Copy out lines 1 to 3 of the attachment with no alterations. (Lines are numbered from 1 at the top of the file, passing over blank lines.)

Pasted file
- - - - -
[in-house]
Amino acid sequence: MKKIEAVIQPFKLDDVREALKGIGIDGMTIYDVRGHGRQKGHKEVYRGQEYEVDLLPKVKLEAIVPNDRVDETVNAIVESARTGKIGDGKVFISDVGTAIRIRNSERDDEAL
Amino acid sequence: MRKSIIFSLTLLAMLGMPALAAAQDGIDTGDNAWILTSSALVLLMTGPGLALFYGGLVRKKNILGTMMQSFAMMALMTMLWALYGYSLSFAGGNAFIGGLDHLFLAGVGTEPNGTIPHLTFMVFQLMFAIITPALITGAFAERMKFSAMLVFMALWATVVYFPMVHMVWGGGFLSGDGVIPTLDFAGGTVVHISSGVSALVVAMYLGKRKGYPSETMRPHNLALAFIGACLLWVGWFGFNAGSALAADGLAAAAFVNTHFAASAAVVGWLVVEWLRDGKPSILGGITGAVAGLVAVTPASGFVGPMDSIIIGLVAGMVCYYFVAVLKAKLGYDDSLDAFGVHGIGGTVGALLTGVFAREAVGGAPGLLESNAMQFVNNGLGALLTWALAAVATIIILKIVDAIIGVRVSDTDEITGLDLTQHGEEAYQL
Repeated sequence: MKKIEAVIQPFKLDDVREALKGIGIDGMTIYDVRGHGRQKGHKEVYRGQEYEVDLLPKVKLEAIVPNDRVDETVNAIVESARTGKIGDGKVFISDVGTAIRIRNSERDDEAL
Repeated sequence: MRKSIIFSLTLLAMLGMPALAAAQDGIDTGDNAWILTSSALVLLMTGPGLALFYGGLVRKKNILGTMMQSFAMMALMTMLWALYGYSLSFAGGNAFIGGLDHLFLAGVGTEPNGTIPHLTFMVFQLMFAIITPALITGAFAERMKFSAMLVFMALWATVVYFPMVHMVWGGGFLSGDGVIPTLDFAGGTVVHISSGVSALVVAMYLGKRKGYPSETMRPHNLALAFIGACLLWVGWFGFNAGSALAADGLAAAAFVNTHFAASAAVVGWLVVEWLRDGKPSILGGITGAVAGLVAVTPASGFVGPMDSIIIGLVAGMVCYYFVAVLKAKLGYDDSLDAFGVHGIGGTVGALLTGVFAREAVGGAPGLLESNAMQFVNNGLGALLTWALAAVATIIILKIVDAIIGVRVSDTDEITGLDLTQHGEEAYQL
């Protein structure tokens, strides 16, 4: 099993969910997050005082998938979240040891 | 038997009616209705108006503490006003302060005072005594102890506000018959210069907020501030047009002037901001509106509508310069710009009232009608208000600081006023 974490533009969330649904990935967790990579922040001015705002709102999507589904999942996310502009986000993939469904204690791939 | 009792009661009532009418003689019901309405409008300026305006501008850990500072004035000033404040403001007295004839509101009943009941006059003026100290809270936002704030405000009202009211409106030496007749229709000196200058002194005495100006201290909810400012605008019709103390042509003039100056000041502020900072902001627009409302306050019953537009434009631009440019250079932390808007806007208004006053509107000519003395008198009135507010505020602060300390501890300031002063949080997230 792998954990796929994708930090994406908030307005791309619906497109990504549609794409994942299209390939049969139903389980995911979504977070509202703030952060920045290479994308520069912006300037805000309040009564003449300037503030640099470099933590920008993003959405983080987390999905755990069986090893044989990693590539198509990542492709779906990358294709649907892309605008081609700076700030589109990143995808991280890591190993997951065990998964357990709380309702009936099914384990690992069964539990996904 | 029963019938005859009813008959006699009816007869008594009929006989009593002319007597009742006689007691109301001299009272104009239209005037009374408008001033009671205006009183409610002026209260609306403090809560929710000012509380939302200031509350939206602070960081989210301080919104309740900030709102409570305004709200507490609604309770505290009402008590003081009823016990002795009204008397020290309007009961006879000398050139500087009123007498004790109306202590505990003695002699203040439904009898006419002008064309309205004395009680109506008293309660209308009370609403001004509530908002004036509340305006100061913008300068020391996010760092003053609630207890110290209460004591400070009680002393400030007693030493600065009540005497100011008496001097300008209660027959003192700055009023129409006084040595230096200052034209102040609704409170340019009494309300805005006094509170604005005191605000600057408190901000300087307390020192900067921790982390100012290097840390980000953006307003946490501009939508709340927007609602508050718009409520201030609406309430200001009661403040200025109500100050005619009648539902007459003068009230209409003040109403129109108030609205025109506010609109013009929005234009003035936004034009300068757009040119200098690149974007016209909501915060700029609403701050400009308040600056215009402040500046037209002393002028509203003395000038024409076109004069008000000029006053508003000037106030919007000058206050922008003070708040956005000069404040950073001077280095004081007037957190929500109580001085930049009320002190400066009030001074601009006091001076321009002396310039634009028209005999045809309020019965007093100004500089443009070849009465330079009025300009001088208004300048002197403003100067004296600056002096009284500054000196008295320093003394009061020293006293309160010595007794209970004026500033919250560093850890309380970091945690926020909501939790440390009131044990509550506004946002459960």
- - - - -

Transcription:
[in-house]
Amino acid sequence: MKKIEAVIQPFKLDDVREALKGIGIDGMTIYDVRGHGRQKGHKEVYRGQEYEVDLLPKVKLEAIVPNDRVDETVNAIVESARTGKIGDGKVFISDVGTAIRIRNSERDDEAL
Amino acid sequence: MRKSIIFSLTLLAMLGMPALAAAQDGIDTGDNAWILTSSALVLLMTGPGLALFYGGLVRKKNILGTMMQSFAMMALMTMLWALYGYSLSFAGGNAFIGGLDHLFLAGVGTEPNGTIPHLTFMVFQLMFAIITPALITGAFAERMKFSAMLVFMALWATVVYFPMVHMVWGGGFLSGDGVIPTLDFAGGTVVHISSGVSALVVAMYLGKRKGYPSETMRPHNLALAFIGACLLWVGWFGFNAGSALAADGLAAAAFVNTHFAASAAVVGWLVVEWLRDGKPSILGGITGAVAGLVAVTPASGFVGPMDSIIIGLVAGMVCYYFVAVLKAKLGYDDSLDAFGVHGIGGTVGALLTGVFAREAVGGAPGLLESNAMQFVNNGLGALLTWALAAVATIIILKIVDAIIGVRVSDTDEITGLDLTQHGEEAYQL